What will it take for the world to say enough?

Friday, September 22, 2017

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Dear Editor,

Darkness and terror continues to reign in our world and sometimes there is nothing to smile about.

The haunting picture of a young Syrian boy rescued from a partially destroyed building in Aleppo has disturbed many of us. The image of a dazed-looking boy has been etched in our memories and will be with us for a long time. The Syrian war has gone on now for over five years and yet there is no end in sight. The United Nations has been unable to get both sides of the conflict to commit in guaranteeing safe passage for convoys with food and medicine to reach those who are suffering in a conflict which has displaced millions of Syrians and have contributed immensely to the international refugee crisis. The rules of the Geneva Conventions have been flouted by all warring parties. The Geneva Convention's Humanitarian Law of Armed Conflicts exists to provide minimum protection, standards of humane treatment, and fundamental guarantees of respect to individuals who become victims of armed conflicts.

It is rather disturbing that, despite the many wars the world has witnessed, we have not learned the lessons from armed conflicts. It is unfortunate that grown men, many of whom are refereed to global statesmen, have allowed their egos and pride to get in the way of them arriving at a solution for the humanitarian crisis. Women and children are more at risk and vulnerable in times of war.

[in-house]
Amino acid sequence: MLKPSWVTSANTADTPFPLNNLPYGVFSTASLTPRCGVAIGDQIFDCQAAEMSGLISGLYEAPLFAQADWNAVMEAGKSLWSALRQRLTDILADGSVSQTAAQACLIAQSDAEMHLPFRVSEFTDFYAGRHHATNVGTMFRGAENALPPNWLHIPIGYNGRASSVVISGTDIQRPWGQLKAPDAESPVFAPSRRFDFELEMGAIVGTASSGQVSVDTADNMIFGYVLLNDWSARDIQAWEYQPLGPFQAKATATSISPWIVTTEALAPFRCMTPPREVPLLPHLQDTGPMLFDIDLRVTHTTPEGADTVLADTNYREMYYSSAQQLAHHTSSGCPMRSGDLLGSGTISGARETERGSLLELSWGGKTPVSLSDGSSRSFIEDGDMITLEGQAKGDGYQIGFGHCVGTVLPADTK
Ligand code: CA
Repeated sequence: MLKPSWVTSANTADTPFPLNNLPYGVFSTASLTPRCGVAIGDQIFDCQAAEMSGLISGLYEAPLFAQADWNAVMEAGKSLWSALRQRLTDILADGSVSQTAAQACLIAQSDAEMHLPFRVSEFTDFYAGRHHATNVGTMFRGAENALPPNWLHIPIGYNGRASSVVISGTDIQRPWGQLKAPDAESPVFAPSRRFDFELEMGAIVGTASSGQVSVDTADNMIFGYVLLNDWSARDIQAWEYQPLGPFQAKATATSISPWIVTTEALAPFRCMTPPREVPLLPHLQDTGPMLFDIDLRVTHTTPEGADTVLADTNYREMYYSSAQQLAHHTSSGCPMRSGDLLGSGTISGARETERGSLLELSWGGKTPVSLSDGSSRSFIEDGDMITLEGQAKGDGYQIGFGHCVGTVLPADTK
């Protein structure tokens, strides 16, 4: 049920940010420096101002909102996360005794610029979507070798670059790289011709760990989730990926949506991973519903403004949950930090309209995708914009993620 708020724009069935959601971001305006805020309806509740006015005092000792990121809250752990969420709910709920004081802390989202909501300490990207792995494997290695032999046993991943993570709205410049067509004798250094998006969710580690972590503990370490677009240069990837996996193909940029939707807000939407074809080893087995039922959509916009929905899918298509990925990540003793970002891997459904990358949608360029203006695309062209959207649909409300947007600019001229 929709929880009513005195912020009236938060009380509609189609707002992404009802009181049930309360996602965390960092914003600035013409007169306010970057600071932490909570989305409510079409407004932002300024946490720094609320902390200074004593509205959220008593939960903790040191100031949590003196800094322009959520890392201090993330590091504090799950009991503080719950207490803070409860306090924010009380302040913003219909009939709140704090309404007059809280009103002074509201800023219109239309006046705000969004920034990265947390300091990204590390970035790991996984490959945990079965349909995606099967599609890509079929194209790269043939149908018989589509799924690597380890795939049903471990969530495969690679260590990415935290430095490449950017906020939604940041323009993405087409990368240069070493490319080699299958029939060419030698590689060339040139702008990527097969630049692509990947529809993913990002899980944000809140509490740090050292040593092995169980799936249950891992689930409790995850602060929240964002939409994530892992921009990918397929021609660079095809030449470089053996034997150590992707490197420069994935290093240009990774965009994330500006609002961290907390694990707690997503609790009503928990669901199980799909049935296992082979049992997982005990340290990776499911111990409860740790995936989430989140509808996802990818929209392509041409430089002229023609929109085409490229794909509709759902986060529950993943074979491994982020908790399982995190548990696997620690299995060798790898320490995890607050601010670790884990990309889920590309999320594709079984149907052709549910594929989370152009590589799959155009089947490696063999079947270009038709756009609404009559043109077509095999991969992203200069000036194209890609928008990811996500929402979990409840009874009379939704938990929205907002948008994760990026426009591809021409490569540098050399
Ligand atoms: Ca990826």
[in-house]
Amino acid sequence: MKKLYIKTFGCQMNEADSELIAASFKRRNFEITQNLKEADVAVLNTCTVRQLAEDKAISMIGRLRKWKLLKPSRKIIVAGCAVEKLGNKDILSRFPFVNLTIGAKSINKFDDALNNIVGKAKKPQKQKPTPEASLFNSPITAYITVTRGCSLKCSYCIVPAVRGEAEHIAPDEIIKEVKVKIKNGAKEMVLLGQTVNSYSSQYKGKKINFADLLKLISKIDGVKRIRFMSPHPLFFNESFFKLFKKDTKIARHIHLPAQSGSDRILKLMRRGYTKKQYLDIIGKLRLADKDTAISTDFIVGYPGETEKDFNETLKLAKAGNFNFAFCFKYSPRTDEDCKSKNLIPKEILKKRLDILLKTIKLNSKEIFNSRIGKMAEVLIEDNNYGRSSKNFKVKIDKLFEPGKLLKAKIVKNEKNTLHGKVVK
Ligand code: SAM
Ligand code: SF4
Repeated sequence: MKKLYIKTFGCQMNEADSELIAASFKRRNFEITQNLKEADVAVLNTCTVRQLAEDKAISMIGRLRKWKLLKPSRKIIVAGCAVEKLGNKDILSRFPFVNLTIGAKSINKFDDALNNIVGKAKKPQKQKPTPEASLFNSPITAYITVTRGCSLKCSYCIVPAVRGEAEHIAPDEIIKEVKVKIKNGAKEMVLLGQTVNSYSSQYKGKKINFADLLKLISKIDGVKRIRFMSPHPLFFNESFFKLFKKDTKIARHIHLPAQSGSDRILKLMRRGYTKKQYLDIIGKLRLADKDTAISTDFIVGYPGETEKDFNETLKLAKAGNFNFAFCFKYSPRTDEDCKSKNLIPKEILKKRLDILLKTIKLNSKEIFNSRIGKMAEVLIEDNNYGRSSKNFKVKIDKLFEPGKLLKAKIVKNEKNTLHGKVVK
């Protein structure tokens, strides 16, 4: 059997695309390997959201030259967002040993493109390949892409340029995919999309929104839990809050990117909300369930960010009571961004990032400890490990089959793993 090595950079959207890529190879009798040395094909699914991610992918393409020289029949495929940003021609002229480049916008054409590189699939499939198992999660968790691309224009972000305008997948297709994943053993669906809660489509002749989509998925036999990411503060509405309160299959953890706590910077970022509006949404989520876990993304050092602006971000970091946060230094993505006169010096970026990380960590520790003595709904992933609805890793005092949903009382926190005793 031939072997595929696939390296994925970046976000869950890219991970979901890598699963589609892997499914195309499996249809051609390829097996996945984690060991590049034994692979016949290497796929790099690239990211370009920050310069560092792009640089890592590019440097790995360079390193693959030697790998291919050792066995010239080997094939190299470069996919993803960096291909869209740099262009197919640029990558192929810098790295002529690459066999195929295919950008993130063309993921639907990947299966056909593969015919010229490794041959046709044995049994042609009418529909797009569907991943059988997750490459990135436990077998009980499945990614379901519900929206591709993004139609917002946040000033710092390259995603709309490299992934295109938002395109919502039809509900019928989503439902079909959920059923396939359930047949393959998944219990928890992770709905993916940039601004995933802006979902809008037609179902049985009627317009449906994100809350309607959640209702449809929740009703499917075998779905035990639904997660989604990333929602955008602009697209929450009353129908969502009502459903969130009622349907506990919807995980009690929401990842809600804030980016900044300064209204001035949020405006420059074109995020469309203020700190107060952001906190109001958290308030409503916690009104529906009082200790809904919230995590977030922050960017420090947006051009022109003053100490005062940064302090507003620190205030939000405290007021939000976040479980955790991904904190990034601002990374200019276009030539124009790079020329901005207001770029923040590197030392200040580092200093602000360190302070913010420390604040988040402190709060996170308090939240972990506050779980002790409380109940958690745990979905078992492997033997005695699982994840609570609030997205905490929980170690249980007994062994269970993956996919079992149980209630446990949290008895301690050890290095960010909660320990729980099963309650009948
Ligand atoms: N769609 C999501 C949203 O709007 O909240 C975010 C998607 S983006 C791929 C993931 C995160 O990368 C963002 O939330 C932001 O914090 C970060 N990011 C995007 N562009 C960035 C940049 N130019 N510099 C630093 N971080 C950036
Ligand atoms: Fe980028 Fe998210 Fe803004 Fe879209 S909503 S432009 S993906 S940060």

Sadly, just recently a hospital operated by the Doctors Without Borders in northern Yemen was bombed by a Saudi Arabia coalition killing a number of children. The United Nations certainly has its hands full as wars and rumours of wars are all across the planet. These international conflicts have frustrated the United Nations' efforts to fulfil its humanitarian mandate while the images of the dying and injured continue to affect our psyche.

It is obvious that diplomacy has failed to bring to an end the hostilities in Syria and elsewhere. The world today is very much interconnected, and what happens in one part of the world will ultimately have consequences for people thousands of miles away. What will it take to stir the collective consciousness of our global leaders into action? What will it take for the world to wake up and say enough is enough?

Wayne Campbell






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